A few days ago I decided to take the plunge and try fixed-gear riding.
My daughter gave me a book for Christmas on improving your brain power; they call it Neurobics, exercises for the brain. New research indicates that doing new things, unfamiliar things, produces new connections between the neurons and synapses and refreshes the brain.
Riding with the wheel flipped around to the fixed gear side was a totally new and disorienting experience, like the first time I put on skis. Starting and stopping are the hard part–maybe you’ve seen a cyclist at a stop light trying to balance on the pedals without stopping completely–chances are it was a fixed-gear bike.
Once one gets rolling, it’s easy. The direct connection between the wheel and the pedals results in a flywheel effect; the wheels keep the pedals moving and the pedals keep your feet moving as much as your feet move the pedals. This effect makes pushing the higher gear easier than I expected, and the whole experience was smooth–until I inadvertently tried to revert to the habit of coasting; then the pedals gave me jolt to remind me that things had changed.
I rode three or four miles out of town on the Scenic Mill Creak Road toward Alta Vista, enjoying the rolling hills. One hill was a fairly long climb and a bit steep. That’s ok, I thought, it will be downhill on the way back.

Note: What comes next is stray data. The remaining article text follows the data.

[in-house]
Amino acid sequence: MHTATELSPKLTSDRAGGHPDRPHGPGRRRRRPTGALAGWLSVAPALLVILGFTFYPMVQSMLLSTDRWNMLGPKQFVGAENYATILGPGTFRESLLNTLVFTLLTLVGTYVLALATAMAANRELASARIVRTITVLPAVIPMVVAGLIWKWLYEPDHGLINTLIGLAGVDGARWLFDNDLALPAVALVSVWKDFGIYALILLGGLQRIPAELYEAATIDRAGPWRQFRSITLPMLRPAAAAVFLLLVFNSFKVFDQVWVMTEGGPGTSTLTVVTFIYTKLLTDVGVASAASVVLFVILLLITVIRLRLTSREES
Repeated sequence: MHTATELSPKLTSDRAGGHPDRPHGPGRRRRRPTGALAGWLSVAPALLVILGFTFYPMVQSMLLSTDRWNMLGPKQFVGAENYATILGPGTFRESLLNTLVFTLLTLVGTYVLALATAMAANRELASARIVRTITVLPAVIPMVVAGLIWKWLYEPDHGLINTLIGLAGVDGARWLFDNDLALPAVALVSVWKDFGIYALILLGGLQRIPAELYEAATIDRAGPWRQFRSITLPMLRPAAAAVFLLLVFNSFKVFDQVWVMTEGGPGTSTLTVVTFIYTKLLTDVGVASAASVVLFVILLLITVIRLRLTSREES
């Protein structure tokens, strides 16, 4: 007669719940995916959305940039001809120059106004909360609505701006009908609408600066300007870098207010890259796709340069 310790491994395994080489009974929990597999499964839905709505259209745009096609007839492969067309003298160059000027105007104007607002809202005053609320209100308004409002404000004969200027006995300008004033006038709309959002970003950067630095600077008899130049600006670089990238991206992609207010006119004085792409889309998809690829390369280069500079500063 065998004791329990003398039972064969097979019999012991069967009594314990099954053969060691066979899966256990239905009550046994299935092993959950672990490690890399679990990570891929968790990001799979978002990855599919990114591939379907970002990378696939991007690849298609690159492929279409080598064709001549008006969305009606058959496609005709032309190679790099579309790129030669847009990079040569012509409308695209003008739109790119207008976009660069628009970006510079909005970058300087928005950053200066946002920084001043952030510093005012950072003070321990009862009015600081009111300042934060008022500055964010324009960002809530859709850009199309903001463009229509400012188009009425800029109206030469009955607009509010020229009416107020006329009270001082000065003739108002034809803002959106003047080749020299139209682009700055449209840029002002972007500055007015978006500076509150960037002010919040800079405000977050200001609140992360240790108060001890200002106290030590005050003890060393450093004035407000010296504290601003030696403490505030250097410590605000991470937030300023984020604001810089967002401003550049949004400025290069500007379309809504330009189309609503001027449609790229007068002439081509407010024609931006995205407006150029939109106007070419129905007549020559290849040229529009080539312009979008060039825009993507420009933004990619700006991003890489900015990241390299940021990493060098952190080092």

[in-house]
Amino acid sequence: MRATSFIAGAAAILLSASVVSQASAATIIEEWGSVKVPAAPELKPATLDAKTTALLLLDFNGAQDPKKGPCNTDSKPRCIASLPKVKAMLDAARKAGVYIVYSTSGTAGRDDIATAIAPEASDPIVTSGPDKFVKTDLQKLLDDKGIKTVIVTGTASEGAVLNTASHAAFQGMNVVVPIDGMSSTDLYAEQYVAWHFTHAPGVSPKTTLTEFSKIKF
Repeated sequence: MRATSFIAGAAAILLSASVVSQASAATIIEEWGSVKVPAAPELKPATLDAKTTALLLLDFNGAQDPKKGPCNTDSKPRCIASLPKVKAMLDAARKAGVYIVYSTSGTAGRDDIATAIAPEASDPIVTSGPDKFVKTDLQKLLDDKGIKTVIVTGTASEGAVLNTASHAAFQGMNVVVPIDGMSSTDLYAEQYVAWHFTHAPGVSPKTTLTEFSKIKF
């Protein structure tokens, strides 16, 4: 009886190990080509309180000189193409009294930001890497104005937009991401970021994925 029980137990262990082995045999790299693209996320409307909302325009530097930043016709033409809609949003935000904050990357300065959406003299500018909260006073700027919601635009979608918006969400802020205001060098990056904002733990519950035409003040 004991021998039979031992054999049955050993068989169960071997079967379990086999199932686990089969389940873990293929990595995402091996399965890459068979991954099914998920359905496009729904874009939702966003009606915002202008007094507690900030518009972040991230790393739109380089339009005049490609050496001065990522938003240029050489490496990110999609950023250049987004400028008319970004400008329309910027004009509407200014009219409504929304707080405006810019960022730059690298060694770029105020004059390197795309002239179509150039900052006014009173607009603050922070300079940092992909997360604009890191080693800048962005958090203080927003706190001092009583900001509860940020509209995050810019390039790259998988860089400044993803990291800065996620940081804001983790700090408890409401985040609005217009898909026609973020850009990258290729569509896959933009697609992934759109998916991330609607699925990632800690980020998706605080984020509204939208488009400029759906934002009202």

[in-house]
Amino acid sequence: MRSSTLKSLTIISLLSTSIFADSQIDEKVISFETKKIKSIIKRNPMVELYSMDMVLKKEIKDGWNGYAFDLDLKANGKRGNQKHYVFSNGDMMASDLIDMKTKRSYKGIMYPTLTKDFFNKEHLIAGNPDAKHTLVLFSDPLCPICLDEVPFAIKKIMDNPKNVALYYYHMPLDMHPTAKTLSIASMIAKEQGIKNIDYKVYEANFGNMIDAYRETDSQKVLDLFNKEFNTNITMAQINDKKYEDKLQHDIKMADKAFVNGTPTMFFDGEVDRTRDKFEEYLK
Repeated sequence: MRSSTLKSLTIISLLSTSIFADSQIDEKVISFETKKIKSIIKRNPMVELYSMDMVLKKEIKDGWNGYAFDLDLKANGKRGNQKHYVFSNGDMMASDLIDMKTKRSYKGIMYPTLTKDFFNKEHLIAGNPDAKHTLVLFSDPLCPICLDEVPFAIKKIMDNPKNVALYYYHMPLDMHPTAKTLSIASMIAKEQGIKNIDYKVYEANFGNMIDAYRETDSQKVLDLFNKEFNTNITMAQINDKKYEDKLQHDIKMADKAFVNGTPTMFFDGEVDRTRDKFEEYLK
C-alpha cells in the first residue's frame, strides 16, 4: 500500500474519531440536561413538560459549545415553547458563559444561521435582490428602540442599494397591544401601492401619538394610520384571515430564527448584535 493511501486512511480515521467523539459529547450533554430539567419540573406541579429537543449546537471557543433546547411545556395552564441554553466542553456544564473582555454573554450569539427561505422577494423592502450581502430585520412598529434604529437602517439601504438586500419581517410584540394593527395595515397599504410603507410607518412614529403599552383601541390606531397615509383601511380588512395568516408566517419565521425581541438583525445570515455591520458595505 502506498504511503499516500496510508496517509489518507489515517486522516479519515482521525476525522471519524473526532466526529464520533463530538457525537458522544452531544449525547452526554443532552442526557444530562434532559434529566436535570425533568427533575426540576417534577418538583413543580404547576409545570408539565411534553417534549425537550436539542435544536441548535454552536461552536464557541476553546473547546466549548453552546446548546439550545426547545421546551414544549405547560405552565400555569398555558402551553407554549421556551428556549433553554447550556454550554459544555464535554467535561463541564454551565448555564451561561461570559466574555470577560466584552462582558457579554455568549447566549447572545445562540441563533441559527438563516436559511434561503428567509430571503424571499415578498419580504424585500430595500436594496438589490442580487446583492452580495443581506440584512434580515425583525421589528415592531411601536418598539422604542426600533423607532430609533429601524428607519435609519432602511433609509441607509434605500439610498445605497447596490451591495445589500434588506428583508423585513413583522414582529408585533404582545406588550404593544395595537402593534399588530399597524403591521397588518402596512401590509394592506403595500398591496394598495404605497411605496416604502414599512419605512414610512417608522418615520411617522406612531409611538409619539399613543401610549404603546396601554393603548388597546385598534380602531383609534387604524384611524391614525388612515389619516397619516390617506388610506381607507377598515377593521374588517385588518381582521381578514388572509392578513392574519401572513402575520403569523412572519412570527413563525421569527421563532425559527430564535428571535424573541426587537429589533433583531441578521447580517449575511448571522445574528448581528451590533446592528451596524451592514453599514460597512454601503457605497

A few minutes later I had turned around and was enjoying going down the same hill, with the pedals moving my feet in rapid circles. I was doing fine until I hit some rough spots in the road. From mountain bike riding I have developed the habit of rising slightly and briefly coasting over bumps and obstacles–did I say coasting?
My grandson Elijah loves to ride his sister’s big-wheel tricycle down the hill in his back yard. On a tricycle, you remember, the pedals are connected directly to the wheels, so–no coasting is possible. When the wheels get to turning faster than his feet can move he lifts his legs in the air.
When I hit the bump in the road and unconsciously tried to stop pedaling ever so briefly–but the pedals didn’t cooperate. They bumped my feet off the pedals and up in the air. Then the problem was, how to get my feet back on the furiously spinning pedals? The answer of course was to keep my legs splayed out until I passed the bottom of the hill and began rolling up the next one until gravity did its work and brought me to a stop. The only problem was I had planned to use momentum to help me get up that hill. I had to get off and push instead.
But as strange as the whole experience was, it is growing on me. On MLK day, I celebrated by revisiting the same road. I actually went a bit farther this time, about seven and a half miles out, past the Sunny Slope School House before turning around. When I reached the bumpy patches, this time I kept me feet on the pedals and made it up the other side of the hill without having to get off and walk.